Dreams and nightmares have long been a source of inspiration for writers. From shaping the setting and atmosphere of a story, to revealing important plot points, to creating suspense and tension, dreams can add depth and dimension to a narrative.
In this post, I’ll explore the psychology of dreams and nightmares, their role in world-building, and how to incorporate them into different genres. I’ll also provide tips for successfully integrating dreams into your writing and avoiding common pitfalls.
The Psychology of Dreams
The unconscious mind is a powerful tool for writers, and dreams are a window into its workings. The various types of dreams, from lucid dreams to recurring dreams, each have their own unique meanings and symbolism. By understanding the psychology of dreams, writers can use this symbolism to add layers of meaning to their writing.
For example, consider the classic dream symbol of a door. A door can represent new opportunities, obstacles, or the unknown. When a character in a story dreams of a door, it can be interpreted as their subconscious mind urging them to pursue new opportunities or overcome obstacles.
I don’t know about you, but I am constantly incorporating my dreams into my writing. Sometimes, I will wake from a dream that was so realistic, so vivid, that I can’t do anything but write it down. I’m not saying all my dreams are literary gold, but more than a few have made their way into my books.
Using Dreams in World-Building
Dreams can shape the setting and atmosphere of a story in powerful ways. A dream sequence can establish the mood and tone of a story, and provide a glimpse into the protagonist’s inner world. For example, in a dark fantasy story, a nightmare about a monster can set the stage for a story about a world plagued by dark forces.
Dreams can also impact character development, revealing important aspects of a character’s psyche. In a coming-of-age story, for instance, a character’s dreams can provide insight into their fears, desires, and goals. What better way to get into a character’s head than through a dream?
Using your dreams to inform the themes in your writing can also be an excellent way to use your dreams. For example, maybe the theme of some of your dreams is finding peace. Would that translate into an excellent goal for your characters?
The Power of Nightmares
Nightmares can be a powerful tool for creating suspense and tension in writing. Fear is a universal emotion that can grip a reader and keep them on the edge of their seat. By incorporating nightmares into your writing, you can harness the power of fear to create a truly gripping and suspenseful story.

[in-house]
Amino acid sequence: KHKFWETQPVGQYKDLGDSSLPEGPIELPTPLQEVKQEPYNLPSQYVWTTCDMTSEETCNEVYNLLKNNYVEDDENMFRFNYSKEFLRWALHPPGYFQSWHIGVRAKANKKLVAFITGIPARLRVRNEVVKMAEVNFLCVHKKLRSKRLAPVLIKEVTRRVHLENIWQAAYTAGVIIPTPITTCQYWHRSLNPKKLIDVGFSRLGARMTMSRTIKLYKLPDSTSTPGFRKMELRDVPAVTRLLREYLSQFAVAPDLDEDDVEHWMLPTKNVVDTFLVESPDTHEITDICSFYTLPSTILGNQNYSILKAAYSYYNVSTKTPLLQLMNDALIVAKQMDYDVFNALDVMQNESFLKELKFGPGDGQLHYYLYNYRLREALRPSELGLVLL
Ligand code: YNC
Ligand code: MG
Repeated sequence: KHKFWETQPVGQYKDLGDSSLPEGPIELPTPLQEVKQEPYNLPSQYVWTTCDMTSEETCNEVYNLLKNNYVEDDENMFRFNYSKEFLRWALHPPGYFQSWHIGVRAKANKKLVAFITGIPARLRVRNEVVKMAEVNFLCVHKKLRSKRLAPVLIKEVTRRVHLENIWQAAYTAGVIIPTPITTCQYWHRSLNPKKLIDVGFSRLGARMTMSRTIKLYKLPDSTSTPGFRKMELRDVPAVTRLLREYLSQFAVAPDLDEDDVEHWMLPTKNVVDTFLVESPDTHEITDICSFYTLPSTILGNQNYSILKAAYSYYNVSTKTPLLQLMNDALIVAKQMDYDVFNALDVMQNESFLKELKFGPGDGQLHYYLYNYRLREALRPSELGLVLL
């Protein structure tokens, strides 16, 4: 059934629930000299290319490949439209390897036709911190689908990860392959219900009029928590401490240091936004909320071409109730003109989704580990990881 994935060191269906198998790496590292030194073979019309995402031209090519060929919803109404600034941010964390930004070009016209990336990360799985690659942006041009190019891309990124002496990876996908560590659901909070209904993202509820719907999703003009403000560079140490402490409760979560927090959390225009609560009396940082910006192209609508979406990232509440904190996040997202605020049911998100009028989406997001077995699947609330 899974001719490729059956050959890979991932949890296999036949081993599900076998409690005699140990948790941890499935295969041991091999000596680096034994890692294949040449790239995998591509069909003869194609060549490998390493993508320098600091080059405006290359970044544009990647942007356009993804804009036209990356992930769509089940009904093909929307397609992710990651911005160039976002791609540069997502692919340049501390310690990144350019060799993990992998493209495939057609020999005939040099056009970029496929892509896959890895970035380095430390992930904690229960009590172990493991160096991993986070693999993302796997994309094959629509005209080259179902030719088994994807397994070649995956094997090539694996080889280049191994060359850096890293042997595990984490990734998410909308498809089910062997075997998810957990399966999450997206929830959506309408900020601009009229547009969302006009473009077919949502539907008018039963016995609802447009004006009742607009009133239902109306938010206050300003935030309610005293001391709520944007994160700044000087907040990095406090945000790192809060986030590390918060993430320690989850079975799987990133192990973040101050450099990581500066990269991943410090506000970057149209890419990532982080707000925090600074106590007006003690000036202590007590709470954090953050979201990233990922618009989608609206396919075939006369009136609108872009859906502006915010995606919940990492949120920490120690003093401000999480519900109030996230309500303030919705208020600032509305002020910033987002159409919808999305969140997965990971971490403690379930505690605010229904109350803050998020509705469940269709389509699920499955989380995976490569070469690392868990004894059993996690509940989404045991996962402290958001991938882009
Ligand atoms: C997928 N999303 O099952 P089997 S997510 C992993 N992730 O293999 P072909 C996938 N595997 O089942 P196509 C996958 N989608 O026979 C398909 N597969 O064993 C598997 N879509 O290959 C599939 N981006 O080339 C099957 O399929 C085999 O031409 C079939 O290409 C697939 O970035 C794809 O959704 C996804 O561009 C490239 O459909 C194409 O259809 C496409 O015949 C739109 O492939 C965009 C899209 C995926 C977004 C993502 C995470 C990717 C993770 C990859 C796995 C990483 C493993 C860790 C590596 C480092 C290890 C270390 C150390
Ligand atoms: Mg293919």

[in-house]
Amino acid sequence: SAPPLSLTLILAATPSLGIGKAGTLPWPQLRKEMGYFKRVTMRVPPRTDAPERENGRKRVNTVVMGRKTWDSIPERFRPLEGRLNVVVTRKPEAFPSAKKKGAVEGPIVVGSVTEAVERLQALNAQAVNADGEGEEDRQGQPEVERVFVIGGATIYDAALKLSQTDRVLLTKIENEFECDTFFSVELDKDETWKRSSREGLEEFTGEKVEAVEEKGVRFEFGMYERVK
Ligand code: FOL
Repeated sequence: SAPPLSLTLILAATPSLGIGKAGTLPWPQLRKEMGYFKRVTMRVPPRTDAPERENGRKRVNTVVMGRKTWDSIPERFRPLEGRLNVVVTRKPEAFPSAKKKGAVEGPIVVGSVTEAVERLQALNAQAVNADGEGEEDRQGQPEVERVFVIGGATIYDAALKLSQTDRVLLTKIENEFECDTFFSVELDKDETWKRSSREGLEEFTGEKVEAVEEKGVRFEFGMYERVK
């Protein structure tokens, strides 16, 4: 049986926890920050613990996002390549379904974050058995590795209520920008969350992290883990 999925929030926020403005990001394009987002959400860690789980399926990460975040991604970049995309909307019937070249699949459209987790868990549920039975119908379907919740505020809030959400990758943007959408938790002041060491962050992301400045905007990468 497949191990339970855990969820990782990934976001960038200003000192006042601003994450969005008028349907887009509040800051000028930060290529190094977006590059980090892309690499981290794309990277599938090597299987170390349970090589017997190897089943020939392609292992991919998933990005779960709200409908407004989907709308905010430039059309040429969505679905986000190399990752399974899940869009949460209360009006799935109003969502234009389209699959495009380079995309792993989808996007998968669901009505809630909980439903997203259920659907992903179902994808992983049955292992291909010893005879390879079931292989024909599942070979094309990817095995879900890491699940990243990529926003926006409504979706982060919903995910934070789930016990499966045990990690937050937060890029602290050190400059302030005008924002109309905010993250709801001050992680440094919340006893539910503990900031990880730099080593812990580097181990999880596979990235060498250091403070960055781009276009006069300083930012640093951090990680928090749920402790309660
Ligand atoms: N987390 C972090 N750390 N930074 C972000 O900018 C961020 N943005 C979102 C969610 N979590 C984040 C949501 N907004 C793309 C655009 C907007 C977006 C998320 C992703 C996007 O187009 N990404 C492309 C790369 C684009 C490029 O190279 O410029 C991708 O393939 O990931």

For example, a recurring nightmare about a monster can set the stage for a horror story. The character’s fear of the monster can be used to build tension, creating a sense of impending danger that keeps the reader engaged.
Your fears also make their way into your nightmares. I’m not saying that you need to dig into anything that’s going to awake your trauma—actually quite the opposite. But digging into your nightmares can inform some of the themes in your books.
I have a recurring dream of driving up a bridge and my car literally falls over backward. Now, I understand the impossibility of this physics-wise, but this doesn’t stop me from having the dream over and over again. I could take this as having a fear of driving up hills (which I rightfully do after having this dream for a decade), but I also can see it as having a fear of failing after working my way uphill toward something. That’s a real fear that many people have and translating that nightmare into my character creates a visceral experience for the reader.
Incorporating Dreams and Nightmares in Different Genres
Dreams and nightmares can be used in a variety of genres, from fantasy and science fiction, to realistic fiction and horror. In fantasy and science fiction writing, dreams can be used to reveal important plot points, or provide insight into a character’s inner world. In realistic fiction, dreams can be used to explore the character’s unconscious mind and reveal their deepest fears and desires. And in horror writing, nightmares can be used to create suspense and fear.
What I mean to say, is that it doesn’t matter what genre you’re writing in: you can incorporate dreams and nightmares. Whether it’s the themes or the fantastical elements, let your sleeping work for you.
Tips for Successfully Integrating Dreams and Nightmares into Your Writing
Incorporating dreams and nightmares into your writing is a delicate balance. Here are a few tips for successfully integrating dreams into your writing:
- Examine the why: When using dreams and nightmares, look at why you’re having that dream/nightmare. What’s the underlying fear behind your nightmare? What’s the underlying goal beneath your dream? Use that to inform your writing.
- Don’t let it wake your trauma: Don’t dig too deeply where you’re not ready to revisit. While reader respond to pain, you don’t need to martyr yourself.
- Practice: Remembering dreams and nightmares takes practice. Keep a journal near your bed to keep notes.
As writers, we’re always looking for ways to find new inspiration, and your dreams/nightmares can be a great place to find that inspiration. Take the time to connect to your inner self and let that connect to what you’re writing.
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